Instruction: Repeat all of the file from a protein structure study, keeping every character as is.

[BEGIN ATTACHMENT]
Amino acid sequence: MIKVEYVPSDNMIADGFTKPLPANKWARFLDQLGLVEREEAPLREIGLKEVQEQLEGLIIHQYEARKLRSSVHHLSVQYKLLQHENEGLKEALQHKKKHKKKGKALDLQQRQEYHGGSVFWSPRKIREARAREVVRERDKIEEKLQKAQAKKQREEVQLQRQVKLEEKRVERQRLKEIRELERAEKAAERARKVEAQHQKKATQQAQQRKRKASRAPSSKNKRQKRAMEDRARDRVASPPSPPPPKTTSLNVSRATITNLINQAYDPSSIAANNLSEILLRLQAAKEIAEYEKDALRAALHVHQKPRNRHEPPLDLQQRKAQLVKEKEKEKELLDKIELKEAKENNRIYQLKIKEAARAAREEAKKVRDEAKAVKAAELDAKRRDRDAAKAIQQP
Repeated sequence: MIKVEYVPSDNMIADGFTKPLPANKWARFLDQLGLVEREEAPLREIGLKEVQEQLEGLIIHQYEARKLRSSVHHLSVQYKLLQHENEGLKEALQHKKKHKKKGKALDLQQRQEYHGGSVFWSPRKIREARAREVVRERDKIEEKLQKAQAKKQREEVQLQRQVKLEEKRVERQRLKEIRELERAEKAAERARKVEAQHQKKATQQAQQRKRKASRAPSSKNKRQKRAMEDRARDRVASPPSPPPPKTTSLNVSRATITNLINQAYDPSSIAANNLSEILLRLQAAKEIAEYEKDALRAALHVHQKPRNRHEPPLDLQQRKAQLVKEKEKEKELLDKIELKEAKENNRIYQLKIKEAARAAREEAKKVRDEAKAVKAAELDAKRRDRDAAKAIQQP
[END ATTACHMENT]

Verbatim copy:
Amino acid sequence: MIKVEYVPSDNMIADGFTKPLPANKWARFLDQLGLVEREEAPLREIGLKEVQEQLEGLIIHQYEARKLRSSVHHLSVQYKLLQHENEGLKEALQHKKKHKKKGKALDLQQRQEYHGGSVFWSPRKIREARAREVVRERDKIEEKLQKAQAKKQREEVQLQRQVKLEEKRVERQRLKEIRELERAEKAAERARKVEAQHQKKATQQAQQRKRKASRAPSSKNKRQKRAMEDRARDRVASPPSPPPPKTTSLNVSRATITNLINQAYDPSSIAANNLSEILLRLQAAKEIAEYEKDALRAALHVHQKPRNRHEPPLDLQQRKAQLVKEKEKEKELLDKIELKEAKENNRIYQLKIKEAARAAREEAKKVRDEAKAVKAAELDAKRRDRDAAKAIQQP
Repeated sequence: MIKVEYVPSDNMIADGFTKPLPANKWARFLDQLGLVEREEAPLREIGLKEVQEQLEGLIIHQYEARKLRSSVHHLSVQYKLLQHENEGLKEALQHKKKHKKKGKALDLQQRQEYHGGSVFWSPRKIREARAREVVRERDKIEEKLQKAQAKKQREEVQLQRQVKLEEKRVERQRLKEIRELERAEKAAERARKVEAQHQKKATQQAQQRKRKASRAPSSKNKRQKRAMEDRARDRVASPPSPPPPKTTSLNVSRATITNLINQAYDPSSIAANNLSEILLRLQAAKEIAEYEKDALRAALHVHQKPRNRHEPPLDLQQRKAQLVKEKEKEKELLDKIELKEAKENNRIYQLKIKEAARAAREEAKKVRDEAKAVKAAELDAKRRDRDAAKAIQQP